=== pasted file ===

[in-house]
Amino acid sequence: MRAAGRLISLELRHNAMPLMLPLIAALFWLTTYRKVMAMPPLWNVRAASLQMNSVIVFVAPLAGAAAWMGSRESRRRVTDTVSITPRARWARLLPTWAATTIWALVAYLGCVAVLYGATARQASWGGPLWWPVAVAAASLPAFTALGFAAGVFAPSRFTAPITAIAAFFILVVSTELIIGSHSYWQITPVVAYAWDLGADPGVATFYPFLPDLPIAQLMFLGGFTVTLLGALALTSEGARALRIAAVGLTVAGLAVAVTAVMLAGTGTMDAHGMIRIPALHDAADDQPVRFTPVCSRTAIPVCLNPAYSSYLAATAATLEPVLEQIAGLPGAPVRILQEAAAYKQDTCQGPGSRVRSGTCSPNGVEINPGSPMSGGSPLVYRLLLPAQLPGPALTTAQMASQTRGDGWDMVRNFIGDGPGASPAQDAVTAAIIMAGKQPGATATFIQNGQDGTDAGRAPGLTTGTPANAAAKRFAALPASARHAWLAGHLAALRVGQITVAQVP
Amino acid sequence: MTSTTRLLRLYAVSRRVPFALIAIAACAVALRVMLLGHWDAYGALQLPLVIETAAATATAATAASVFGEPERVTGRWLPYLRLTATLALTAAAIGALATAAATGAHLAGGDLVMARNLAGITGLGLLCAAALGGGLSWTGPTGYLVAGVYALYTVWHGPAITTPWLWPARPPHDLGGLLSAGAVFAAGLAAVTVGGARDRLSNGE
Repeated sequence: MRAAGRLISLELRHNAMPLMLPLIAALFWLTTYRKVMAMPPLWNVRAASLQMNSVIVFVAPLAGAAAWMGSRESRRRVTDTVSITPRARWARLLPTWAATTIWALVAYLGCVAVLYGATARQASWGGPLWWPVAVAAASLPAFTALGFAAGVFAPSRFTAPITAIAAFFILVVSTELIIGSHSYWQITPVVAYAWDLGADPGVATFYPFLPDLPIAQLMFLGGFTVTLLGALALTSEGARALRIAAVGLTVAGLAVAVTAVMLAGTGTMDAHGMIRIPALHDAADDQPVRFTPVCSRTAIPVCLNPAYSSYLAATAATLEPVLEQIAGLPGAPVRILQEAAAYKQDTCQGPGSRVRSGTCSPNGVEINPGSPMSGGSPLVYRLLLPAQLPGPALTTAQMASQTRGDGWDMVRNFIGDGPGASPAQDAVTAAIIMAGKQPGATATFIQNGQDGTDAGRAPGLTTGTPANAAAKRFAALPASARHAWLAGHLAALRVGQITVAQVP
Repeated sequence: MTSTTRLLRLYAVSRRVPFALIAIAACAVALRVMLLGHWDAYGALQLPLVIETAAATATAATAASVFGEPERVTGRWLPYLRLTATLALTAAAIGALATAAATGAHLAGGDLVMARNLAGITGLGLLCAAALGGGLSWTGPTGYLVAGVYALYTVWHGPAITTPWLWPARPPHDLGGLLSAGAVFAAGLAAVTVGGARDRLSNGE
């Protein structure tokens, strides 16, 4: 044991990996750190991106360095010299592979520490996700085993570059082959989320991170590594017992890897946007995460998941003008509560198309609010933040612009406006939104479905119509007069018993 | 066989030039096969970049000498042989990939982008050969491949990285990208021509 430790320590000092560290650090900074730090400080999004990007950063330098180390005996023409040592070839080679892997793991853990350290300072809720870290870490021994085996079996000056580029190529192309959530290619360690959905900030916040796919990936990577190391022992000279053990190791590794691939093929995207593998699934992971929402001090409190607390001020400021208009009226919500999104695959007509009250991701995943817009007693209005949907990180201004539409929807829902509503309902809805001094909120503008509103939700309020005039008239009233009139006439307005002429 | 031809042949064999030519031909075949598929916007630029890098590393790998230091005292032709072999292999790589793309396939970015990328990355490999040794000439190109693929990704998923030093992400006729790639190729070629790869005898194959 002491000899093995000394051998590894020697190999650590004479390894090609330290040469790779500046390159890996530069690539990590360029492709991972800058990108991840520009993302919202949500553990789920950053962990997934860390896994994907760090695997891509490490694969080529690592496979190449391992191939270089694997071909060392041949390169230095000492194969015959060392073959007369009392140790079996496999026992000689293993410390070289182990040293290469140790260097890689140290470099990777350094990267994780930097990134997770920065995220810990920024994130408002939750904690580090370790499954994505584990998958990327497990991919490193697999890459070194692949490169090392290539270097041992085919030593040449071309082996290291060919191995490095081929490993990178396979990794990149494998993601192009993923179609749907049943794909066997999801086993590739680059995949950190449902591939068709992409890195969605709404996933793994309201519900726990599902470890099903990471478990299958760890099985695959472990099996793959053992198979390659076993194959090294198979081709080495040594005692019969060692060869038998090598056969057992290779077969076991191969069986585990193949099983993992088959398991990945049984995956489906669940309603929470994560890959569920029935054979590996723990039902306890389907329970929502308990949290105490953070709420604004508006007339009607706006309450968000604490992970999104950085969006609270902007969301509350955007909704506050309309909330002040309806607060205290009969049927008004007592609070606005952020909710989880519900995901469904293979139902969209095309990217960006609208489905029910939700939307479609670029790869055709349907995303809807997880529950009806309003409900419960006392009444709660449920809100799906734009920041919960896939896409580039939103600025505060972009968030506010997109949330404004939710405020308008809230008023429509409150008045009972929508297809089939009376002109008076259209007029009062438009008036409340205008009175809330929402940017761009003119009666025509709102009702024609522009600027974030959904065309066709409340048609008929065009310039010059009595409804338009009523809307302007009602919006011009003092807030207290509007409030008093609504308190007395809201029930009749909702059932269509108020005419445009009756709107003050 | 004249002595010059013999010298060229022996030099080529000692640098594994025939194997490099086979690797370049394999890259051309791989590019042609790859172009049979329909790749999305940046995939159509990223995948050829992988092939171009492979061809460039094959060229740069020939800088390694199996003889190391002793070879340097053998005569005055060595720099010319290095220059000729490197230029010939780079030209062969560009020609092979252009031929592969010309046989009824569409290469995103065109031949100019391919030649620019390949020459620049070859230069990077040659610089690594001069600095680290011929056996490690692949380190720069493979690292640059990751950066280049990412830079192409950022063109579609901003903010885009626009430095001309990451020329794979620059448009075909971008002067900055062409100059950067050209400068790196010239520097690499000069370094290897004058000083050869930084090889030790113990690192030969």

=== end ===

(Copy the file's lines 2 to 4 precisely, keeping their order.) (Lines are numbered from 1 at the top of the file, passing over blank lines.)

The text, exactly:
Amino acid sequence: MRAAGRLISLELRHNAMPLMLPLIAALFWLTTYRKVMAMPPLWNVRAASLQMNSVIVFVAPLAGAAAWMGSRESRRRVTDTVSITPRARWARLLPTWAATTIWALVAYLGCVAVLYGATARQASWGGPLWWPVAVAAASLPAFTALGFAAGVFAPSRFTAPITAIAAFFILVVSTELIIGSHSYWQITPVVAYAWDLGADPGVATFYPFLPDLPIAQLMFLGGFTVTLLGALALTSEGARALRIAAVGLTVAGLAVAVTAVMLAGTGTMDAHGMIRIPALHDAADDQPVRFTPVCSRTAIPVCLNPAYSSYLAATAATLEPVLEQIAGLPGAPVRILQEAAAYKQDTCQGPGSRVRSGTCSPNGVEINPGSPMSGGSPLVYRLLLPAQLPGPALTTAQMASQTRGDGWDMVRNFIGDGPGASPAQDAVTAAIIMAGKQPGATATFIQNGQDGTDAGRAPGLTTGTPANAAAKRFAALPASARHAWLAGHLAALRVGQITVAQVP
Amino acid sequence: MTSTTRLLRLYAVSRRVPFALIAIAACAVALRVMLLGHWDAYGALQLPLVIETAAATATAATAASVFGEPERVTGRWLPYLRLTATLALTAAAIGALATAAATGAHLAGGDLVMARNLAGITGLGLLCAAALGGGLSWTGPTGYLVAGVYALYTVWHGPAITTPWLWPARPPHDLGGLLSAGAVFAAGLAAVTVGGARDRLSNGE
Repeated sequence: MRAAGRLISLELRHNAMPLMLPLIAALFWLTTYRKVMAMPPLWNVRAASLQMNSVIVFVAPLAGAAAWMGSRESRRRVTDTVSITPRARWARLLPTWAATTIWALVAYLGCVAVLYGATARQASWGGPLWWPVAVAAASLPAFTALGFAAGVFAPSRFTAPITAIAAFFILVVSTELIIGSHSYWQITPVVAYAWDLGADPGVATFYPFLPDLPIAQLMFLGGFTVTLLGALALTSEGARALRIAAVGLTVAGLAVAVTAVMLAGTGTMDAHGMIRIPALHDAADDQPVRFTPVCSRTAIPVCLNPAYSSYLAATAATLEPVLEQIAGLPGAPVRILQEAAAYKQDTCQGPGSRVRSGTCSPNGVEINPGSPMSGGSPLVYRLLLPAQLPGPALTTAQMASQTRGDGWDMVRNFIGDGPGASPAQDAVTAAIIMAGKQPGATATFIQNGQDGTDAGRAPGLTTGTPANAAAKRFAALPASARHAWLAGHLAALRVGQITVAQVP